[Web-SIG] WSGI in standard library
Guido van Rossum
guido at python.org
Wed Feb 15 19:26:41 CET 2006
On 2/14/06, Clark C. Evans <cce at clarkevans.com> wrote:
> On Mon, Feb 13, 2006 at 12:49:00PM -0800, Guido van Rossum wrote:
> | There are many different ways to judge "production quality". If we're
> | talking about correct, (standards-compliant, even) code, I wholly
> | agree.
> Fantastic. I just don't think it is appropriate to have a "toy"
> in the standard library.
So we disagree fundamentally -- IMO sometimes a toy is right for the
standard library, for example when anything considered a non-toy would
have vast reams of platform-specific code, or when the design space
for non-toys is simply too vast to pick just one solution. The
standard library should only have one of each thing it supports.
Example: I doubt that the standard library will ever contain a non-toy
GUI library or a non-toy web framework. Developing one of these is a
huge effort, and there are serious trade-offs in choosing one. For
example, professionals disagree on whether Django, Cheetah or Myghty
is the best templating language. Until one has "won" (an unlikely
outcome) none of these should be promoted to standard library status,
because it would do a disservice to those users for whom the chosen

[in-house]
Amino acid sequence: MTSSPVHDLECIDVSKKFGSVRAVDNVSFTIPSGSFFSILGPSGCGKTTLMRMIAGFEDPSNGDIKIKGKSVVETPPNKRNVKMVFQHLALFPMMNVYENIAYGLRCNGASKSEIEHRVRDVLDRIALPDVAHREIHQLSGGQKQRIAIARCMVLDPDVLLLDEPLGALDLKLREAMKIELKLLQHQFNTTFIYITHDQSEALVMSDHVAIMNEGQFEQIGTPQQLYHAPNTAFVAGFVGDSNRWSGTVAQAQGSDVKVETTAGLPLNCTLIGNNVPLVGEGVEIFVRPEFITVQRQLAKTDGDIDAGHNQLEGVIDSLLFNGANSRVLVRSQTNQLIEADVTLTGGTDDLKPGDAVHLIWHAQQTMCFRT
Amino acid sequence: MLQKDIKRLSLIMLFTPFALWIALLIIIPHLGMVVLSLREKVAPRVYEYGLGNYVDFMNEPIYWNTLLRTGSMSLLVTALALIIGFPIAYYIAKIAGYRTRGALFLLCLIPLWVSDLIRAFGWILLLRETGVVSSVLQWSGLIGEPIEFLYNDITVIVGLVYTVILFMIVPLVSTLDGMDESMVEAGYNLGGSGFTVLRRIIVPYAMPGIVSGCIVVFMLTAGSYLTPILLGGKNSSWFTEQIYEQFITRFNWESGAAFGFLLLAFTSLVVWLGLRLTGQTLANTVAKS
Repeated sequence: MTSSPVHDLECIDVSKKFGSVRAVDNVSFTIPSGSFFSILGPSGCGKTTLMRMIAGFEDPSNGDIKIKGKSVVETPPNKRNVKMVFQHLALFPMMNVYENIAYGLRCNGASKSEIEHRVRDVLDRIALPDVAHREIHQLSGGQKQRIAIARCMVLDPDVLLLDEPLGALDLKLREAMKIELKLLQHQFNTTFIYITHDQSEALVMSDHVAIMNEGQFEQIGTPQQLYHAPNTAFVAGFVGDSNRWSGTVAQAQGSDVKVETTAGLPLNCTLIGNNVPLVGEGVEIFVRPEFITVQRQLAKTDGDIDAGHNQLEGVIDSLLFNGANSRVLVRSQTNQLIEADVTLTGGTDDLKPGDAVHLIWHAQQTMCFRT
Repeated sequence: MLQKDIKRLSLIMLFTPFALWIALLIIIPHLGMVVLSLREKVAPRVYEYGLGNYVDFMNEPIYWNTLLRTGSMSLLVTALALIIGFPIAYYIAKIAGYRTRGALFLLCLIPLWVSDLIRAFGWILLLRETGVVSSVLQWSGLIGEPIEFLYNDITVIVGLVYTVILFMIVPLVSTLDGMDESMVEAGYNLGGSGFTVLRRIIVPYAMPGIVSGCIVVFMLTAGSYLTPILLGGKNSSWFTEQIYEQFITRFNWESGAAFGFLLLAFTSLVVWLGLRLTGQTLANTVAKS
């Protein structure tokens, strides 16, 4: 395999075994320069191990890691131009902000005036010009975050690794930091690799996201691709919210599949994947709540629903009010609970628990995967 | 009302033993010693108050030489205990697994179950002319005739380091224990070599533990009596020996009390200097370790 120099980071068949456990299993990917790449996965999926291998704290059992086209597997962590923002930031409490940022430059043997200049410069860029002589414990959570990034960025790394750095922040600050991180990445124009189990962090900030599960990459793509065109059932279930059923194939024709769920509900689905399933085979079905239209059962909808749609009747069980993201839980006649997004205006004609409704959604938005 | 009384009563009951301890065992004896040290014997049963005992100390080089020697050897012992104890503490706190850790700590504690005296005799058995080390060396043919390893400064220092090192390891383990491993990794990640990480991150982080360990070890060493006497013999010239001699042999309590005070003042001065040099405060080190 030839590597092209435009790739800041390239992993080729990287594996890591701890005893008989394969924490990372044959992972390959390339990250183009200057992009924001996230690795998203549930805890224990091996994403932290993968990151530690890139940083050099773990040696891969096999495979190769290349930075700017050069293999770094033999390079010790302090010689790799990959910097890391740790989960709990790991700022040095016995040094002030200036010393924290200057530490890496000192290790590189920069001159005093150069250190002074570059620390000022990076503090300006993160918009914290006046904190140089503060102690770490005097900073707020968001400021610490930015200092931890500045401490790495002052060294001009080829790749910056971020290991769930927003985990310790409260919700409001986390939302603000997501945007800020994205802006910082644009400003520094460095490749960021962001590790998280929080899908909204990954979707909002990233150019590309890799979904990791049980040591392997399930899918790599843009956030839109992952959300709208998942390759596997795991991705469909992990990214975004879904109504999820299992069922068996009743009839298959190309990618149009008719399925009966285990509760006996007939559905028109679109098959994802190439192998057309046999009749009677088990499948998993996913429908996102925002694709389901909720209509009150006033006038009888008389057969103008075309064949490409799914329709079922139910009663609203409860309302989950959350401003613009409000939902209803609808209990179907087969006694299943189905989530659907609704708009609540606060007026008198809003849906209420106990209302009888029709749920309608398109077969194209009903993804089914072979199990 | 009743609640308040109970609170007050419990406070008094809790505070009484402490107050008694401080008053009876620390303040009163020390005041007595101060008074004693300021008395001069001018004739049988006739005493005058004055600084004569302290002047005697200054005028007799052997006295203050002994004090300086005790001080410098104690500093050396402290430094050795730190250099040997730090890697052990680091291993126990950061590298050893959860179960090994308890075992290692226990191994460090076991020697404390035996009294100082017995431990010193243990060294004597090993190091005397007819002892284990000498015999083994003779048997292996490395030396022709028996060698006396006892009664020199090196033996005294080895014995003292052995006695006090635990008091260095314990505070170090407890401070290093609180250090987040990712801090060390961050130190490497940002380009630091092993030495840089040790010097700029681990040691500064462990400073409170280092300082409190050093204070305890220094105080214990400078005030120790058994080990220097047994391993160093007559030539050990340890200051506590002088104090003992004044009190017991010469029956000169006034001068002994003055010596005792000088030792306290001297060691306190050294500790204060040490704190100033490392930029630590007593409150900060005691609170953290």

one is the wrong choice. So instead, the standard library gets
something like string.Template, which is markedly less powerful, but
also less controversial.
> On Tue, Feb 14, 2006 at 12:00:57PM -0800, Guido van Rossum wrote:
> | Let's make it so. I propose to add wsgiref to the standard library and
> | nothing more.
> I propose we add wsgiref, but look at other implementations and
> steal what ever you can from them. This is not a huge chunk of
> code -- no reason why you can't have the best combination of
> features and correctness.
But it would need to be done *before* it is submitted to the standard
library. What you propose sounds like a big task, while what I'm
proposing is a simple matter of slightly cleaning up a few files and
checkin them in. Also, "stealing whatever you can" might easily be
considered a license for feature bloat, which would be unpythonic.
--Guido van Rossum (home page: http://www.python.org/~guido/)
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